Sen. Pat Toomey (R-Pa.) said Monday that he doesn’t expect the Occupy Wall Street protest movement to last long unless it becomes more coherent.
“I’m not sure this movement is going to last if it doesn’t have some reasonably clear and cogent purpose and message and so far I haven’t seen that,” Toomey told Pennsylvania’s WKOK news radio. “For the most part there just doesn’t seem to be a coherent message.”
Many Democrats have embraced the movement, while Republicans have been more wary, leading some to describe it as the Tea Party for progressives. Toomey, a freshman senator with Tea Party support, said the movement remains unfocused. His criticism is similar to that of several Tea Party leaders.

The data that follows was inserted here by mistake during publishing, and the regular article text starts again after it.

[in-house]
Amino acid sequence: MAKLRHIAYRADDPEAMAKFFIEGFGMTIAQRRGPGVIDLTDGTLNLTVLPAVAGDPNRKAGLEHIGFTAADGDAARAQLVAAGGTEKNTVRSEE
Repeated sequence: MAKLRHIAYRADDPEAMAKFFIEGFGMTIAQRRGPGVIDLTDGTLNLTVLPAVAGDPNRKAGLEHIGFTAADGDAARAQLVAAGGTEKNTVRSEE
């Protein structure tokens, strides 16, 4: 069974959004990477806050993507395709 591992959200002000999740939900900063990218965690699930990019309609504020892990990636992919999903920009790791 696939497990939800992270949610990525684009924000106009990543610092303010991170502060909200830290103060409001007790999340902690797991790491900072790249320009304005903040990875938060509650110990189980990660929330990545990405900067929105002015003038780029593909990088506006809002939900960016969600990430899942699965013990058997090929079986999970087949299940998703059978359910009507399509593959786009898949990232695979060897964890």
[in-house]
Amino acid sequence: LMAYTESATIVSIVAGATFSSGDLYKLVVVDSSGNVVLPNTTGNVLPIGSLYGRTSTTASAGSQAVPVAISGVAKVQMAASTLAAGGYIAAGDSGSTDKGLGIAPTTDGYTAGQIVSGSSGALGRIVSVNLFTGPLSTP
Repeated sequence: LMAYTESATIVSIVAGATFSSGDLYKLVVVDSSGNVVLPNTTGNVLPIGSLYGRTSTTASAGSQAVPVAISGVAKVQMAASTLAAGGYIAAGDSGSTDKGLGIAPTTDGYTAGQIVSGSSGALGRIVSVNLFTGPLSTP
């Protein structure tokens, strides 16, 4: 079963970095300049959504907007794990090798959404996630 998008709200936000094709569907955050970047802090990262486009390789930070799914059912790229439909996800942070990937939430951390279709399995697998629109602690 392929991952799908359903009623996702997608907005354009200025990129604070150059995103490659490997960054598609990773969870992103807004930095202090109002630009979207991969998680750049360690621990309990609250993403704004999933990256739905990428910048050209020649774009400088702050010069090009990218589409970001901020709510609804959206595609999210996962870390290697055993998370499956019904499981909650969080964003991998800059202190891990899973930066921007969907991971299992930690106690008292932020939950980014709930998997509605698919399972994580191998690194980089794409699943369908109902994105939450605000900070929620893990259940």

“I understand a lot of discontent, but some of these folks I think it’s really not clear what they’re advocating for, what their solution is,” said Toomey. “Some of them are pretty radical: You see the occasional sign that says ‘Karl Marx was right.’”
Toomey also talked about the deficit-reduction supercommittee. Toomey, one of 12 members tasked with negotiating a $1.2 trillion deficit-reduction package to present to Congress before Thanksgiving, said he is "delighted" to be on the committee.
Toomey also echoed Rep. James Clyburn (D-S.C.), another member of the committee, in defending fundraising by members of the panel during deliberations.
“The nature of American government is such that to get elected to public office you need to raise money,” Toomey said. “So all of us who are in public office raise money at the same time that we’re going about our legislative service. It’s a permanent feature of the American government. The president is raising money while he’s going about advocating his policies, my Democratic colleagues are going about doing the same thing, and so am I and so are Republicans. This has no impact on the policy that I’m advocating.”